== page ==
Eating out in air-conditioned comfort could get cheaper if a proposal to fix the goods and services tax (GST) at a flat 12 per cent on all restaurants is adopted by the GST Council. But this could also mean them losing the benefit of input tax credit.
Air-conditioned restaurants currently charge 18 per cent GST and non-air-conditioned ones charge 12 per cent GST. Unifying the rate may mean giving up the ability to claim back taxes paid on inputs.
“It has been felt that the restaurants have not passed on the benefit of input tax credit to consumers,” said a government official, who said the lower rate of 12 per cent may be extended to cover the entire sector. The GST Council had set up a panel to look into the matter.
The industry lobbied for a 12 per cent rate for all restaurants but with the benefit of input tax credit kept intact. Incidentally, restaurants with an annual turnover of up to Rs 1 crore can avail of the composition scheme — a flat 5 per cent tax without input tax credit and easier compliance requirements that’s meant to support small businesses.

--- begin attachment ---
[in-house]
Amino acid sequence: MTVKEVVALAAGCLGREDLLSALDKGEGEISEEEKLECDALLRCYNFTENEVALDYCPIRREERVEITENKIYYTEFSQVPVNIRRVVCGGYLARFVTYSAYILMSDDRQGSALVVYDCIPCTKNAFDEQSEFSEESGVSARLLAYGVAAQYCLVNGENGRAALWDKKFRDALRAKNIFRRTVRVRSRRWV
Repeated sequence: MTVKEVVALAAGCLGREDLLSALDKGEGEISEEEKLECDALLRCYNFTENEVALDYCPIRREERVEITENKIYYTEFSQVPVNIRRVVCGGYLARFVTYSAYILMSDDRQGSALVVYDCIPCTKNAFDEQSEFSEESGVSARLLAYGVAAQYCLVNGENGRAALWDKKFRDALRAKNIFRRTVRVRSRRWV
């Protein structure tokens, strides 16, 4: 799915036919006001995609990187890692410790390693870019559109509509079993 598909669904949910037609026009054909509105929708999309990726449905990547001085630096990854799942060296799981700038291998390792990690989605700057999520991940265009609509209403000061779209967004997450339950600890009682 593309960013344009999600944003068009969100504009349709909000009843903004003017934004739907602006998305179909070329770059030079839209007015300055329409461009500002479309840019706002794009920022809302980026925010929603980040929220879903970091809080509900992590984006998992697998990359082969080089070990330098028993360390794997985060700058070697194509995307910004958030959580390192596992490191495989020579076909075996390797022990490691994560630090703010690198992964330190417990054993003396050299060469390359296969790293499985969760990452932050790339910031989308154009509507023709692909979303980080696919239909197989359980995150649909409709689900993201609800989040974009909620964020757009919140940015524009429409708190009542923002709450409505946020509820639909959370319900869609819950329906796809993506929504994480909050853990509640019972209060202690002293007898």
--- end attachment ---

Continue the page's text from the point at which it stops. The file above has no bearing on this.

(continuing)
Representations were made to the panel about restaurants not passing on the benefit of input tax credit while levying 18 per cent GST, the official said. After the imposition of GST on July 1, taxes on such services rose to 18 per cent from 15 per cent but the rationale was that input tax credit would neutralise the increase.
Following lobbying by the industry, the GST Council set up a panel under Assam Finance Minister Himanta Biswa Sarma to make the composition scheme more attractive and revisit GST rates on restaurants. The panel, which had been asked to give its report in two weeks, has finalised its recommendations, said the official cited above.